Thursday, February 13, 2003
Tim Lambert, who has the extensive links on John Lott noted below, linked to my recent posting on the subject and claims that "Postwatch makes the same error as [one John] Whitley: Lott's new survey does not bolster his 98% claim -- the sample size is just too small."
Here's what I said, and I'm at a loss to discern what error he's referring to:
Lott is embarking upon new research to bolster his earlier claim that brandishing a gun deterred a crime 98% of the time.
Excuse me, but is Lott not embarking upon new research to bolster his earlier claim that brandishing a gun deterred a crime 98% of the time? Correction, please. Conclusions about the sample size or whether Lott is persuasive on this issue are another matter.
I didn't identify Lambert when I first linked to his page, but InstaPundit describes him as "the main figure driving this matter." It's worth noting in that context the following from Lambert, which is also cited by InstaGuy:
Finally, I should comment on the overall significance of this question. Lott's 98% claim takes up just one sentence of his book. Whether or not it's true, it doesn't affect his main argument, which is about alleged benefits of concealed carry laws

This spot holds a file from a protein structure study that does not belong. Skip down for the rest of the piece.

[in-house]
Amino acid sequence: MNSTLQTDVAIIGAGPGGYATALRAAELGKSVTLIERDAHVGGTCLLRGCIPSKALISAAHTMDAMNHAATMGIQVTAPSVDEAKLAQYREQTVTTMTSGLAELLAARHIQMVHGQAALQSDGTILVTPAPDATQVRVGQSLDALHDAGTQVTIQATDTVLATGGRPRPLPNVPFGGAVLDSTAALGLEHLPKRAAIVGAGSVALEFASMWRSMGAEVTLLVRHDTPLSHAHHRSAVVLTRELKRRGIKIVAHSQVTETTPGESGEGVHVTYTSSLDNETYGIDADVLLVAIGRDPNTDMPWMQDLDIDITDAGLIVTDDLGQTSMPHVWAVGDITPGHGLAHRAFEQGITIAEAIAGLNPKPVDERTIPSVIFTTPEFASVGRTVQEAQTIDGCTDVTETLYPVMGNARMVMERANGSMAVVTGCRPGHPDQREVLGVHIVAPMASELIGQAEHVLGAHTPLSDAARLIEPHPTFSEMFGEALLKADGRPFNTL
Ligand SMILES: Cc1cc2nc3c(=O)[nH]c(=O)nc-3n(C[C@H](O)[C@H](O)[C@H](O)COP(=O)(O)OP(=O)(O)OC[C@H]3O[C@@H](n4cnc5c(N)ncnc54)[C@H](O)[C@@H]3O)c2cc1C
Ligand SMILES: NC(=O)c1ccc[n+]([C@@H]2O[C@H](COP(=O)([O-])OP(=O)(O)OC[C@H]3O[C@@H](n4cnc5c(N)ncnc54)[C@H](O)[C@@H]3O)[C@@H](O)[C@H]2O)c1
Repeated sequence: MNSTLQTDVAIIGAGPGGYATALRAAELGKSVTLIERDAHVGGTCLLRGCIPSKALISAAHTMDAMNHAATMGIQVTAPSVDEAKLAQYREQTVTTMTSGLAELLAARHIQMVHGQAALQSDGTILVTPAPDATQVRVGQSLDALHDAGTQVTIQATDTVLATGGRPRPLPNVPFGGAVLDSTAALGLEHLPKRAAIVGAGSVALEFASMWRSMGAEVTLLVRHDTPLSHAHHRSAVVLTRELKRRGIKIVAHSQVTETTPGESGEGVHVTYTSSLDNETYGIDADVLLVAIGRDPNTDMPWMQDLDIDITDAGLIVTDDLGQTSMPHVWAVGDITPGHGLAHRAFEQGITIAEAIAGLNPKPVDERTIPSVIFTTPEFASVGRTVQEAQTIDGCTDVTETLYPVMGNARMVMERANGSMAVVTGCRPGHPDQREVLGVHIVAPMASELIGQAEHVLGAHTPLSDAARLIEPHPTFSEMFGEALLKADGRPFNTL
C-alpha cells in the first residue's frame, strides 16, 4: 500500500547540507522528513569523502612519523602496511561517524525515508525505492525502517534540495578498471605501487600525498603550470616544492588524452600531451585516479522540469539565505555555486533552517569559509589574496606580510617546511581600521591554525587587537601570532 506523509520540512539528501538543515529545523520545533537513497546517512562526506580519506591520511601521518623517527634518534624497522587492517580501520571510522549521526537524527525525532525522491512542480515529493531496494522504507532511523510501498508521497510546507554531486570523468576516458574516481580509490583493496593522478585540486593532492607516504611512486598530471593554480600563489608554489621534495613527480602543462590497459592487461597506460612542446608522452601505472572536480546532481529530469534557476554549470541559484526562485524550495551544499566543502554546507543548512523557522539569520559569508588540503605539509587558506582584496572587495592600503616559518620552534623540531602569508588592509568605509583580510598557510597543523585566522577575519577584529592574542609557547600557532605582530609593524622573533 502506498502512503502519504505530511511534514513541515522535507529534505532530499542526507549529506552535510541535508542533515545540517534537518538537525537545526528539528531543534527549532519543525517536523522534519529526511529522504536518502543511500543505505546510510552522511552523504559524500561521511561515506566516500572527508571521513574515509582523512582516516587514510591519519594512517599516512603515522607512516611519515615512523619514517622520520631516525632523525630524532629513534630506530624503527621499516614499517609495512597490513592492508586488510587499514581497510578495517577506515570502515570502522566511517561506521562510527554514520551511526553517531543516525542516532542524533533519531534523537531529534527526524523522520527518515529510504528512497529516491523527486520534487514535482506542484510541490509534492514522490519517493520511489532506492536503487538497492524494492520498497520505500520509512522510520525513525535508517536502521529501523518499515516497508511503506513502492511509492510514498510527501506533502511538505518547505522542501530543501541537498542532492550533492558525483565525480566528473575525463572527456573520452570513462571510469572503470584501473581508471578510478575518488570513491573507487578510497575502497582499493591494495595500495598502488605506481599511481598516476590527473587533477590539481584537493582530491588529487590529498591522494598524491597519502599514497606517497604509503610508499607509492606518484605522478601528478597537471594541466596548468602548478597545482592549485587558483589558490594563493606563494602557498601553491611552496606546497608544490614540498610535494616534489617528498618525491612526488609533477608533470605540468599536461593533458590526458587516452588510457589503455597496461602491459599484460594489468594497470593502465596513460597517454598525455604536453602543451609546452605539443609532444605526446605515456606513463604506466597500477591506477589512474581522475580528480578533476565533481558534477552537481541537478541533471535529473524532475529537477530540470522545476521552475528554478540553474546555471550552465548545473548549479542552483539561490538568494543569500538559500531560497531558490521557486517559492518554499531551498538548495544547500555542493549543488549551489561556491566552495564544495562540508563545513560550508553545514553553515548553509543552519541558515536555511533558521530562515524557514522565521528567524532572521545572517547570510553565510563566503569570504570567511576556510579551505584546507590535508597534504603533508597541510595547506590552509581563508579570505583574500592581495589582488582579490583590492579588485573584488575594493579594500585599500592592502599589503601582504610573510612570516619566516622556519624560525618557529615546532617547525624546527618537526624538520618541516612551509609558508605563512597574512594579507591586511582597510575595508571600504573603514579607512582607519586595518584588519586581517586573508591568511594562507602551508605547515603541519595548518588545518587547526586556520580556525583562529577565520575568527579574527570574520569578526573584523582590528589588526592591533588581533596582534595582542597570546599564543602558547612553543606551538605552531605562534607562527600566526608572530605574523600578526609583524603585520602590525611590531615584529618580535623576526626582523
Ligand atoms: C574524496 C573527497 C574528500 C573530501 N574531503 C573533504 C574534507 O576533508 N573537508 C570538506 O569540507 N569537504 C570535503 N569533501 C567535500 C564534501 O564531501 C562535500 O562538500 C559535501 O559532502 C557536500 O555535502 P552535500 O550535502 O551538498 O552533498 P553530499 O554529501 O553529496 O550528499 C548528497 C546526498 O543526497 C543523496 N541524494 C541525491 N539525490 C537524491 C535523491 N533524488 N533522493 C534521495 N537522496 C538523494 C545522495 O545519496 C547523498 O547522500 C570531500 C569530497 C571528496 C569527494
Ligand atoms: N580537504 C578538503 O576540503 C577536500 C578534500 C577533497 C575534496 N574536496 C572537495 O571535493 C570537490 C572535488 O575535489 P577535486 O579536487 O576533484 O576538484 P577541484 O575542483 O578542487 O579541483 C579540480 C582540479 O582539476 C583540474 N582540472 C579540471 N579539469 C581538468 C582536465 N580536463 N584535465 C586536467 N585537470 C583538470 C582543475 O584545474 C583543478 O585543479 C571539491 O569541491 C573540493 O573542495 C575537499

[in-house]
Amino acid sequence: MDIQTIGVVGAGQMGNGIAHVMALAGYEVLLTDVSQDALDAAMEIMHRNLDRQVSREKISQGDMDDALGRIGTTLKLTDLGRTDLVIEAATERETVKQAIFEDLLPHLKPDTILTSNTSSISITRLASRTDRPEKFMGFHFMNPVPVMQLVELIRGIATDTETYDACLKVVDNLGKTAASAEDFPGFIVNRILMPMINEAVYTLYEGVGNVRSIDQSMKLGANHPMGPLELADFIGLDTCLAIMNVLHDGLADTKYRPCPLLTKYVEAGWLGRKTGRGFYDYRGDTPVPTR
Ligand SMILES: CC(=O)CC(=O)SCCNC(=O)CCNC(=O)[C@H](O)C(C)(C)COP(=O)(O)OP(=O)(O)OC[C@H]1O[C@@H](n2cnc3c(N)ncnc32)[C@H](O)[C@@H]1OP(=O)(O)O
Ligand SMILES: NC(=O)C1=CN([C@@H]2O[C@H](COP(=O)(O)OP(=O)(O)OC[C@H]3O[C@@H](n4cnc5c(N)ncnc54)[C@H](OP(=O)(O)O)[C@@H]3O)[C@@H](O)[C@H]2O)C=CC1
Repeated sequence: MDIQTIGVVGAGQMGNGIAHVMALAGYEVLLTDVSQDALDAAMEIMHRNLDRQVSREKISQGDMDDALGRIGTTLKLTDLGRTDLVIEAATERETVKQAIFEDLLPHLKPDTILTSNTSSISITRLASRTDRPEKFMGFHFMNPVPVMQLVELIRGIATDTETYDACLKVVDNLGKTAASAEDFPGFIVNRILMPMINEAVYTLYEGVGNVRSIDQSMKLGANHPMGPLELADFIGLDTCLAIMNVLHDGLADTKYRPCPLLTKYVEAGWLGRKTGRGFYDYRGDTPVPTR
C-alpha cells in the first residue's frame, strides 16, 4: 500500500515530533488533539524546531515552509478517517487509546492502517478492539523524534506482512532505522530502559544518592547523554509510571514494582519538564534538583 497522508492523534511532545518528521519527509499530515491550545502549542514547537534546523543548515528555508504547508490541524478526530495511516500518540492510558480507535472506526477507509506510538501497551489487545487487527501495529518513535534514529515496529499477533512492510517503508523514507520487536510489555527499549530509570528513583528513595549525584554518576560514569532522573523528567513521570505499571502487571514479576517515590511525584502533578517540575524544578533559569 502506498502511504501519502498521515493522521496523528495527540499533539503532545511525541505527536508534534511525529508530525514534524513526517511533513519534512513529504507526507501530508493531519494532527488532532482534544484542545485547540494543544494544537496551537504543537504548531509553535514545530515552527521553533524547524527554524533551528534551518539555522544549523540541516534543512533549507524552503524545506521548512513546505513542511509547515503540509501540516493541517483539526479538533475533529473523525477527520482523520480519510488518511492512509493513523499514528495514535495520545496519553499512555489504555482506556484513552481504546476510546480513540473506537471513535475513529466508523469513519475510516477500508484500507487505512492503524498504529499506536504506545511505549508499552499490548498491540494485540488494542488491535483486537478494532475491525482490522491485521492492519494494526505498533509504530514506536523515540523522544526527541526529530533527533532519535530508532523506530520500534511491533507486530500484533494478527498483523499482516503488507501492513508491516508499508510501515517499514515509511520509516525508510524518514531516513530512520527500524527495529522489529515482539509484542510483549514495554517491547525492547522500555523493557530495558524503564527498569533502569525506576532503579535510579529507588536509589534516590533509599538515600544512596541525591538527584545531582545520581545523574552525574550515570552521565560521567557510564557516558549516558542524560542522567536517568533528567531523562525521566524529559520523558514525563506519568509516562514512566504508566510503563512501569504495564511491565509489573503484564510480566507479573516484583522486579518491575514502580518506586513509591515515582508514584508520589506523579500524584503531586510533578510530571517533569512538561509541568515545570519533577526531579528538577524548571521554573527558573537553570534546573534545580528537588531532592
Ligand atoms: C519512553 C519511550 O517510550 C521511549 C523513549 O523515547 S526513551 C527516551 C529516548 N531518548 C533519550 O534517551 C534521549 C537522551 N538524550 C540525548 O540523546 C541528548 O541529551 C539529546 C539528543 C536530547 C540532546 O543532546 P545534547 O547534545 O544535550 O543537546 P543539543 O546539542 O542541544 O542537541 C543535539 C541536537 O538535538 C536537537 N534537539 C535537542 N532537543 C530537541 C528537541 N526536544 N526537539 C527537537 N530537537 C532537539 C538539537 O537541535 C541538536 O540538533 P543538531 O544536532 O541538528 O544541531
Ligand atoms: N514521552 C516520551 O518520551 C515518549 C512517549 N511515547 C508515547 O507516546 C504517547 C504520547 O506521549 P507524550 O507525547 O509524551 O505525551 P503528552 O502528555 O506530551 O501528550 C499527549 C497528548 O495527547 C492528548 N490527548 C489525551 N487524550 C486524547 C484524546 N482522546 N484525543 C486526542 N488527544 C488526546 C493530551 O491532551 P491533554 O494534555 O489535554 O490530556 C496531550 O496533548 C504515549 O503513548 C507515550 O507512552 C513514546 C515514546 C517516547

And that, my friends, is the main difference between this dispute and the one over Michael Bellesiles, as I said the other day.
Lambert adds that if Lott is wrong about the value of brandishing weapons (which by the way can be illegal under many concealed-carry statutes, depending on the situation), then he's putting lives in danger. In that connection, I'll just note that "studies show" that victims fighting back have a better chance of surviving and of reducing injury, and aside from that there's a moral principle involved, which is the right to self-defense. However, the real kicker for me and my readers is this: If you think I obsess too much over Suzy Whaley or Annika Sorenstam, you really oughta check out Lambert's page, devoted, as it is, to one sentence in John Lott's book and Lott's masquerading as "Mary Rosh" in defense of his work.